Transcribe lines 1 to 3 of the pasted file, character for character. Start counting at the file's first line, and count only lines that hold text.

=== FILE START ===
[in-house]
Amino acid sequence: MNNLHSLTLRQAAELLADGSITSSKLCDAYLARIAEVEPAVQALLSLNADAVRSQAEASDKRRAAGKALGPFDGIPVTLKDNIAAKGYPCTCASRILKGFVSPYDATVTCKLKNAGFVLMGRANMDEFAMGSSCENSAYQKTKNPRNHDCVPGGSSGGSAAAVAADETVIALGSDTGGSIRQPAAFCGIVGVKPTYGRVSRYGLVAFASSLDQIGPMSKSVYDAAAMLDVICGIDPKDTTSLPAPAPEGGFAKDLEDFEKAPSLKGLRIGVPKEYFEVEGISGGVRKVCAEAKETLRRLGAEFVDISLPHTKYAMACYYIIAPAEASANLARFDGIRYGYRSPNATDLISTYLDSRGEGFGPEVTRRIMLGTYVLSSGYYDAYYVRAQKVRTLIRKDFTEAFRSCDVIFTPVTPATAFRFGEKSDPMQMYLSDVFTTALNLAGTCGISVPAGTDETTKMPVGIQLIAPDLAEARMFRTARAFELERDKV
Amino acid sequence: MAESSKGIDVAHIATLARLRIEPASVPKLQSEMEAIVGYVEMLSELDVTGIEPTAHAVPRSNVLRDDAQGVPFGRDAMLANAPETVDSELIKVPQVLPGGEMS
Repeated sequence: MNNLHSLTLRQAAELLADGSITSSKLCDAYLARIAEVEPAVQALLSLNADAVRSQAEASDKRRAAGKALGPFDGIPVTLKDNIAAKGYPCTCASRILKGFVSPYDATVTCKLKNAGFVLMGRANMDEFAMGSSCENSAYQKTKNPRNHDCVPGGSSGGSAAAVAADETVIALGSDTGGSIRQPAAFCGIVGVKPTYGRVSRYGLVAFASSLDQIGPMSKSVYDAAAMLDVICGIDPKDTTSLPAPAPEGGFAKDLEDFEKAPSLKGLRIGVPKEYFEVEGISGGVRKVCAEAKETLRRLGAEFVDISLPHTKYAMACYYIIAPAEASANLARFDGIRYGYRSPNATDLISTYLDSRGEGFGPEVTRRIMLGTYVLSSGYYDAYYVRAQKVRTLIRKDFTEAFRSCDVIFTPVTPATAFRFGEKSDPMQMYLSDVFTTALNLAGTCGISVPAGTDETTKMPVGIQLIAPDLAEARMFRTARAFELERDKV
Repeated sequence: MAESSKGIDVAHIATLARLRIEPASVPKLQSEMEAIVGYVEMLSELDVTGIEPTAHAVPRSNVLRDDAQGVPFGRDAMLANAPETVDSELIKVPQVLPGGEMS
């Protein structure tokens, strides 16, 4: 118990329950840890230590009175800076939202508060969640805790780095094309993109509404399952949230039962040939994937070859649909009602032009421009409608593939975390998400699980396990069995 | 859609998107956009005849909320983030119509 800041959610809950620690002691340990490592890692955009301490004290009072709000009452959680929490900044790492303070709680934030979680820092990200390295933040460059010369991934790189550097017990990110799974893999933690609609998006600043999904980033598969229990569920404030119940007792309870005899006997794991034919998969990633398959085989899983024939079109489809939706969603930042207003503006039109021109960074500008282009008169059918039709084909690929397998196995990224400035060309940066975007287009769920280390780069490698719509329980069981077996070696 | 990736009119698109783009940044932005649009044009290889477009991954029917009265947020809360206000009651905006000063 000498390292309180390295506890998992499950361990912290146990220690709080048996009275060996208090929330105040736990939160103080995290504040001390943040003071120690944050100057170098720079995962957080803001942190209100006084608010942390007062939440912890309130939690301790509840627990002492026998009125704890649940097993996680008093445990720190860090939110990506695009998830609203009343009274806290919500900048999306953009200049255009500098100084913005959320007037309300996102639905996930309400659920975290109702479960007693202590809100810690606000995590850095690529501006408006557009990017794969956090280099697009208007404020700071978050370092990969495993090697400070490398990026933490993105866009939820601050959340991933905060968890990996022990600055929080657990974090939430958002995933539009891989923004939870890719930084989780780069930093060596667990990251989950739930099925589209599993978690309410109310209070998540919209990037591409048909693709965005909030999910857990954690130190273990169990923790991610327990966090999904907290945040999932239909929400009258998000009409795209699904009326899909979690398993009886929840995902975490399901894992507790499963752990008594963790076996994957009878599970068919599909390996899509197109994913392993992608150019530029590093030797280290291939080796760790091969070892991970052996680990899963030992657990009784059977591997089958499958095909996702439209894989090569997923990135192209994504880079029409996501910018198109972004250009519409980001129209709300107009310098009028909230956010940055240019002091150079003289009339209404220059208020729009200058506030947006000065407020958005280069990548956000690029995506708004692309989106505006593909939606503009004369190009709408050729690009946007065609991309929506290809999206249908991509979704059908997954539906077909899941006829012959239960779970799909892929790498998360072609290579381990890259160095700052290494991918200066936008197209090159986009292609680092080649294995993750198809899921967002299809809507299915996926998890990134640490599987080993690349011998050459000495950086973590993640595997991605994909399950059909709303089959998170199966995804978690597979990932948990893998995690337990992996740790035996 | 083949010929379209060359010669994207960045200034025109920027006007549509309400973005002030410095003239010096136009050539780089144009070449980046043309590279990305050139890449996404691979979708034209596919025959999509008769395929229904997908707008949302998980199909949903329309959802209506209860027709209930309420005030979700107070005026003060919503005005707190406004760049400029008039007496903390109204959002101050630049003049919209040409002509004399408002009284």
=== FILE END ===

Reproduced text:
[in-house]
Amino acid sequence: MNNLHSLTLRQAAELLADGSITSSKLCDAYLARIAEVEPAVQALLSLNADAVRSQAEASDKRRAAGKALGPFDGIPVTLKDNIAAKGYPCTCASRILKGFVSPYDATVTCKLKNAGFVLMGRANMDEFAMGSSCENSAYQKTKNPRNHDCVPGGSSGGSAAAVAADETVIALGSDTGGSIRQPAAFCGIVGVKPTYGRVSRYGLVAFASSLDQIGPMSKSVYDAAAMLDVICGIDPKDTTSLPAPAPEGGFAKDLEDFEKAPSLKGLRIGVPKEYFEVEGISGGVRKVCAEAKETLRRLGAEFVDISLPHTKYAMACYYIIAPAEASANLARFDGIRYGYRSPNATDLISTYLDSRGEGFGPEVTRRIMLGTYVLSSGYYDAYYVRAQKVRTLIRKDFTEAFRSCDVIFTPVTPATAFRFGEKSDPMQMYLSDVFTTALNLAGTCGISVPAGTDETTKMPVGIQLIAPDLAEARMFRTARAFELERDKV
Amino acid sequence: MAESSKGIDVAHIATLARLRIEPASVPKLQSEMEAIVGYVEMLSELDVTGIEPTAHAVPRSNVLRDDAQGVPFGRDAMLANAPETVDSELIKVPQVLPGGEMS